2. ii)

    NRT HARP geometry is determined as soon as possible, before the full life-cycle of the region is known. For that reason the photospheric area enclosed by the box bounding the active region can grow (but will never shrink) with time. In addition, the heliographic center of the NRT HARP bounding box may shift in time as a region evolves. In general, the size and shape of the patch itself is the same in NRT and definitive HARPs. It is important to note that NRT HARPs may merge, resulting in the termination of one HARP and the continuation of another HARP, but augmented by the content of the terminated HARP. This will typically cause a major discontinuity in the NRT SHARP indices at that time step. The h_merge keyword is set when such a merge occurs, so that merging can be taken into account when the discontinuities are observed. The h_merge keyword is also carried over into the definitive HARPs, but in this case the region configuration is consistent before and after the merge (the entire future of all regions is available), so for definitive HARPs, the relic h_merge keyword is not particularly significant. At least one merger occurred during the lifetime of 494 of the first 3213 HARPs. Note again that the NRT and definitive harpnum will not be the same.

  3. iii)

    For NRT processing, the annealing parameters for the disambiguation code are adjusted to enable faster computation (Barnes et al. 2014) and a smaller buffer outside the HARP is used to compute the potential-field starting point. The keyword ambnpad gives the size of the buffer and is reduced to 50 currently for NRT SHARPs from the 500 used for definitive processing. To investigate how these input parameters affect the active-region indices, we disambiguated a five-day cube of inverted data for HARP 401 using the two different sets of disambiguation parameters. The resulting active-region indices generally differ by less than a percent. For example, the typical difference in the total field gradient was less than 0.05 % with a maximum difference of 0.3 %. Starting on 15 January 2014, the definitive SHARPs rely on full-disk rather than patch-wise disambiguation.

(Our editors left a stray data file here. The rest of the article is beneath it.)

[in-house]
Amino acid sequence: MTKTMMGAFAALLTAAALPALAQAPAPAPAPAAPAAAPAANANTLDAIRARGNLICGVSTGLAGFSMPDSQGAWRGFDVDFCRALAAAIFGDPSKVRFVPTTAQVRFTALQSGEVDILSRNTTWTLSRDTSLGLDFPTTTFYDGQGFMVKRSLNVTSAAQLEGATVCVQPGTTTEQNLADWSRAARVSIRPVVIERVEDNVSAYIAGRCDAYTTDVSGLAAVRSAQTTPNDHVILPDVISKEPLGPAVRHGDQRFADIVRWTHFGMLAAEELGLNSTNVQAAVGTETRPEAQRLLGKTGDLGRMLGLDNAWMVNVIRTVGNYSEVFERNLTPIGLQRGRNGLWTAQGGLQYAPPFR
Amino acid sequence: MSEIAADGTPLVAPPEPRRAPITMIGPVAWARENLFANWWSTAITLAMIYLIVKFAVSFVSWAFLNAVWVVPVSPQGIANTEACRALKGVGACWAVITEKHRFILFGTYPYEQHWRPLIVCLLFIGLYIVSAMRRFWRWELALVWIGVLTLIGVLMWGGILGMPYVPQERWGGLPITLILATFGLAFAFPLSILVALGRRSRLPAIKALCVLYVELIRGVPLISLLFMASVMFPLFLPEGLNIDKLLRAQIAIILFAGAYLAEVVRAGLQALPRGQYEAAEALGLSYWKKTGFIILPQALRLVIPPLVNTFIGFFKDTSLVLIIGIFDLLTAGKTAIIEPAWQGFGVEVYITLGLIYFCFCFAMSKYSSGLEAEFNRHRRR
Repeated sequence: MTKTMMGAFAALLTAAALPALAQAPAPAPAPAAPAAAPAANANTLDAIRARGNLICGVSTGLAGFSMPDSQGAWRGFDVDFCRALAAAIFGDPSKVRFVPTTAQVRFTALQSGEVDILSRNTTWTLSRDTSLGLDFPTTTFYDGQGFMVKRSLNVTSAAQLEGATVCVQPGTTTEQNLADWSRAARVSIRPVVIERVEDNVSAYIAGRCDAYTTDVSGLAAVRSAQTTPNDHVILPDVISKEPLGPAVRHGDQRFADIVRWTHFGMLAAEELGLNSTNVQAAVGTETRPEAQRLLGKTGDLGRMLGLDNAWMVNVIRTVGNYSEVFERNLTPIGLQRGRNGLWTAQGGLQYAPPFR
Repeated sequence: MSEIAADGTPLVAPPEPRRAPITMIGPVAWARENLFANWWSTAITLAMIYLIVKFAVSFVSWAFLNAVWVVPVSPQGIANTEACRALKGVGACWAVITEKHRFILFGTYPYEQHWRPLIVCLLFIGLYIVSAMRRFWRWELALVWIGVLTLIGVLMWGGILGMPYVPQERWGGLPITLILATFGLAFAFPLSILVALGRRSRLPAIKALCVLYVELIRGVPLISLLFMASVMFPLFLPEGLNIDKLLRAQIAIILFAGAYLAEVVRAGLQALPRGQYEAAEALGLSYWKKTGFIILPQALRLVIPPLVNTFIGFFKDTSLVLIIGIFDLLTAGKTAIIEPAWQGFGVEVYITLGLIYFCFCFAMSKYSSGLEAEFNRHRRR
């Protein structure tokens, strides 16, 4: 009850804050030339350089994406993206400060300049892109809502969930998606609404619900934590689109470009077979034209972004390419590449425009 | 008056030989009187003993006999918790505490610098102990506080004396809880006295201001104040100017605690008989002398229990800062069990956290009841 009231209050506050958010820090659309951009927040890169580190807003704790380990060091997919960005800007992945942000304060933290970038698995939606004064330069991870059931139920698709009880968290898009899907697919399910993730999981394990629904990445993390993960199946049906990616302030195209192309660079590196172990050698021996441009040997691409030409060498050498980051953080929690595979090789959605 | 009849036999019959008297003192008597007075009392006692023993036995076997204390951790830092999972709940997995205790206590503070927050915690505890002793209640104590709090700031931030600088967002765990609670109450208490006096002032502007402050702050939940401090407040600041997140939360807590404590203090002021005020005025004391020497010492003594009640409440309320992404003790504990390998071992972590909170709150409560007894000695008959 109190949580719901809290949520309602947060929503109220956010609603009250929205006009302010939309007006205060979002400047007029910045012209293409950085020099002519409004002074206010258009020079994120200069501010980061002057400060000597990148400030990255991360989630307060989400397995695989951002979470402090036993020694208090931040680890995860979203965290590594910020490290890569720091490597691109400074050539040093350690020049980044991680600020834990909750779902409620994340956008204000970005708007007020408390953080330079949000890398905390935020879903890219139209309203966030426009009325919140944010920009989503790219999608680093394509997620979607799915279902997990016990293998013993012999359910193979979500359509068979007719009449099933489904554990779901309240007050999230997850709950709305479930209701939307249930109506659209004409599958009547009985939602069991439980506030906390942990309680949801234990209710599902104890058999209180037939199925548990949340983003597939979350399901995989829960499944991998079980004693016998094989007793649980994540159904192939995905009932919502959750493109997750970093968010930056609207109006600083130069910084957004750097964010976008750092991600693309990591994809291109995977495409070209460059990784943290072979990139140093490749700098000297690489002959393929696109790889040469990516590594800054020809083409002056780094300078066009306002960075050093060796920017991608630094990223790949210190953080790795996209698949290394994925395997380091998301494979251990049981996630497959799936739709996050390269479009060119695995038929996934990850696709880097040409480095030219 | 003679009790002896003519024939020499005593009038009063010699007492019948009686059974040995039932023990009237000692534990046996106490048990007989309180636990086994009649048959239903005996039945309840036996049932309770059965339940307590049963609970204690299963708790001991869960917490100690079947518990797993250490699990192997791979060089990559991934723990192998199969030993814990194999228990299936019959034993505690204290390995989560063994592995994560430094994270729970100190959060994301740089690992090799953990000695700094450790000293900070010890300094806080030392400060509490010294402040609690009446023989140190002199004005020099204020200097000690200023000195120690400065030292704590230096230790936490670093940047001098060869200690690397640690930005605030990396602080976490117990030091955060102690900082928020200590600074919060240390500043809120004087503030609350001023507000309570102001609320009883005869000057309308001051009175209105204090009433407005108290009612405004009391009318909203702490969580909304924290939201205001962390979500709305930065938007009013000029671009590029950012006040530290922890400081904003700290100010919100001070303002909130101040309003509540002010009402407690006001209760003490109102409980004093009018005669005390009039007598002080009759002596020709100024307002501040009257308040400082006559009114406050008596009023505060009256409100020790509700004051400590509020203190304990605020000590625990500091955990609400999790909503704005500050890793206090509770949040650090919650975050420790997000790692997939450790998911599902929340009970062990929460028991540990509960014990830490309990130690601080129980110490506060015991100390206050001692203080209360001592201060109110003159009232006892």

Hoeksema et al. (2014) presented a detailed comparison between the definitive and quick-look total unsigned flux parameter for SHARP 2920 and found that the typical difference is about 1 % (see their Figure 5). The differences have some systematic periodic components, most likely attributable to differences in calibration. The differences increase to a few percent when SHARPs are near the limb. By far the largest difference (≈ 30 %) is due to a merger.

Sources of Uncertainty

The vector-magnetogram data used in this study have uncertainties and limitations that were discussed at length by Hoeksema et al. (2014). Many of these issues are more significant in weak-field regions, which do not contribute directly to the computation of active-region parameters, except that in intermediate field-strength regions near the noise threshold the number of pixels can change appreciably. Systematic errors remain, the largest are associated with the daily variation of the radial velocity of the spacecraft inherent to the geosynchronous orbit (e.g. small periodic variations in Figures 4 – 7). For each index we characterize the formal random error in the computed active-region parameter. The inversion code provides estimates of uncertainties at each pixel, including χ 2, the computed standard deviations, and certain correlation coefficients of the errors in the derived parameters. They effectively provide a way to estimate a lower limit on the uncertainties. We use the uncertainty determined for each component of the vector magnetic field and formally propagate these error estimates per pixel per unit time per quantity for each SHARP index. The uncertainty keyword is listed in the last column of Table 3. To test the results, we verified our formal error propagation at a relatively early stage in the vector field pipeline using a Monte Carlo analysis in which we varied the input Stokes parameters according to the error estimates. The variability found in the final SHARP indices is consistent with the formal error propagation results.

Figure 7

Clockwise from top left, temporal profiles of the total unsigned flux [usflux], the modulus of the net current helicity [absnjzh], the mean value of the inclination angle [meangam], and the integrated total free-energy density per active region [totpot]. The entire sample is color coded: active regions associated with X-class flares are represented with red-purples, M-class by blue-greens, and C-class by yellow-browns. For clarity a larger symbol is plotted every three hours, i.e. every 15th point. The legend is in the top-left panel. The time profiles are adjusted to align the flare peaks shortly after the start of Day 5, as denoted by the red dotted–dashed line. Error bars are plotted for all points; however, in most cases, they are smaller than the point size. Scatter in the active-region parameters for NOAA AR 11429 for a few points following the flare peak is due to poor data quality following an eclipse: thermal changes in the HMI front window affect the focus. Periodicities in some of the parameters, most prominently in some temporal profiles of unsigned flux, are systematic effects due to the daily variation of the radial velocity of the spacecraft inherent to the geosynchronous orbit.